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Do undergraduates compete with graduates?

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    I'm fairly sure that medical schools take in a certain number of undergrads and a certain number of grads, so the two don't compete. Does anyone know for sure?
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    (Original post by navarre)
    I'm fairly sure that medical schools take in a certain number of undergrads and a certain number of grads, so the two don't compete. Does anyone know for sure?
    What do you mean?

    A100 and A101 (GEP) courses are separate, but that's because the GEPs usually cover the first two years of the A100 degree in one year, then join the rest of the undergrad cohort at year 3.
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    (Original post by Democracy)
    What do you mean?

    A100 and A101 (GEP) courses are separate, but that's because the GEPs usually cover the first two years of the A100 degree in one year, then join the rest of the undergrad cohort at year 3.
    Exactly what I wanted to know, so undergraduates and graduates don't compete for any places?
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    (Original post by navarre)
    Exactly what I wanted to know, so undergraduates and graduates don't compete for any places?
    If you're talking about GEPs then definitely not! As a school leaver, you won't be able to apply to a graduate course as you'll need an undergrad degree. They're two separate courses and count as individual choices on UCAS. So for example, a graduate applying to Southampton's GEP won't be in competition with a school leaver applying to Southampton's A100 course. They will only be in competition with other GEP applicants.

    However, graduates can apply to standard A100 courses too, so in that sense, yes there is competition with school leavers, however, being a graduate or being a school leaver shouldn't make a difference: what matters is satisfying the requirements, whether that means having the right A level grades or right degree classification. Once you've done that, it no longer matters what the nature of your qualifications are.
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    (Original post by Democracy)
    If you're talking about GEPs then definitely not! As a school leaver, you won't be able to apply to a graduate course as you'll need an undergrad degree. They're two separate courses and count as individual choices on UCAS. So for example, a graduate applying to Southampton's GEP won't be in competition with a school leaver applying to Southampton's A100 course. They will only be in competition with other GEP applicants.

    However, graduates can apply to standard A100 courses too, so in that sense, yes there is competition with school leavers, however, being a graduate or being a school leaver shouldn't make a difference: what matters is satisfying the requirements, whether that means having the right A level grades or right degree classification. Once you've done that, it no longer matters what the nature of your qualifications are.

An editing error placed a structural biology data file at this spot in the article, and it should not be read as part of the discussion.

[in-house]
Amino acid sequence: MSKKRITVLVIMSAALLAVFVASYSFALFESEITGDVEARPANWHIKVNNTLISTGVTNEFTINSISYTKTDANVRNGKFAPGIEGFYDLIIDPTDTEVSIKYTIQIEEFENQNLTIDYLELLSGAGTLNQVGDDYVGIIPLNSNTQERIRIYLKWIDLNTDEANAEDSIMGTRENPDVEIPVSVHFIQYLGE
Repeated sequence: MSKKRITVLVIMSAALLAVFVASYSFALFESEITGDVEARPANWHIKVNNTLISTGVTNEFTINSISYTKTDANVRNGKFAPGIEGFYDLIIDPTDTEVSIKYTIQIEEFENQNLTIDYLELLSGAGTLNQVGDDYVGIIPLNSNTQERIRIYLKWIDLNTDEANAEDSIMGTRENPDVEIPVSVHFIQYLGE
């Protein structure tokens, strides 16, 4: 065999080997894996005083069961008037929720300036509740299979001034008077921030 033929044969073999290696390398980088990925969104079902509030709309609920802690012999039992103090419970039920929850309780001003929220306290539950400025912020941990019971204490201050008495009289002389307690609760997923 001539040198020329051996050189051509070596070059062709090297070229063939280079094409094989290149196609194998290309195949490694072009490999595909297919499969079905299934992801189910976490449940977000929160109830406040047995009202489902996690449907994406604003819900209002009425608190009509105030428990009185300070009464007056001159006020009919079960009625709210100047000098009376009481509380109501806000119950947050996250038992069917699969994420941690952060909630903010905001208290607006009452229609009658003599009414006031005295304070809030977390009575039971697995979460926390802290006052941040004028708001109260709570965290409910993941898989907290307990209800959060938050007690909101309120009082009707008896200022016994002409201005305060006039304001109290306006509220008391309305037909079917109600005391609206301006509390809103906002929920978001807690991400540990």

But say you had a scenario where two applicants for the A100 course - 1 school-leaver and 1 graduate - both achieved AAA at A level, but the graduate also achieved a 1st class degree in, say, biochemistry from a highly-ranked institution.

    At your average medical school (I know you can't generalise admissions processes, but for argument's sake) would the graduate be looked upon more favourably than the school leaver?

    Cheers
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    (Original post by thegodofgod)
    But say you had a scenario where two applicants for the A100 course - 1 school-leaver and 1 graduate - both achieved AAA at A level, but the graduate also achieved a 1st class degree in, say, biochemistry from a highly-ranked institution.

    At your average medical school (I know you can't generalise admissions processes, but for argument's sake) would the graduate be looked upon more favourably than the school leaver?

    Cheers
    I'd say neither, you both meet the entry requirements so other factors come into play: entrance exams, personal statement, voluntary/caring work and shadowing. It's not all down to academia!
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    (Original post by MattKneale)
    I'd say neither, you both meet the entry requirements so other factors come into play: entrance exams, personal statement, voluntary/caring work and shadowing. It's not all down to academia!
    But say all of those are the same too (I know it's virtually impossible, but just play along ) :erm:
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    (Original post by thegodofgod)
    But say all of those are the same too (I know it's virtually impossible, but just play along ) :erm:
    If both are good enough they'll get interviews - it's the interview performance that then matters not the grades.
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    (Original post by navarre)
    I'm fairly sure that medical schools take in a certain number of undergrads and a certain number of grads, so the two don't compete. Does anyone know for sure?
    At the majority of medical schools grads and school leavers applying for the same 5 year courses are in competition with each other.

    I don't know of any schools that consider the two groups seperately for 5 year courses - the 4 year courses are completely different as they're only open to grads anyway.
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    (Original post by thegodofgod)
    But say you had a scenario where two applicants for the A100 course - 1 school-leaver and 1 graduate - both achieved AAA at A level, but the graduate also achieved a 1st class degree in, say, biochemistry from a highly-ranked institution.

    At your average medical school (I know you can't generalise admissions processes, but for argument's sake) would the graduate be looked upon more favourably than the school leaver?

    Cheers
    Then they would both get through to the interview stage. If having AAA at A levels in addition to a 2:1 is part of the requirements for a graduate applying to an A100 course (this does not happen anywhere btw) then it can hardly be seen as something "extra" given that it's a requirement, not surplus! And if A levels don't count for graduates, then it's irrelevant. But your argument does not take entrance examinations into account, which are very often the main discriminant used when sorting through graduate applicants.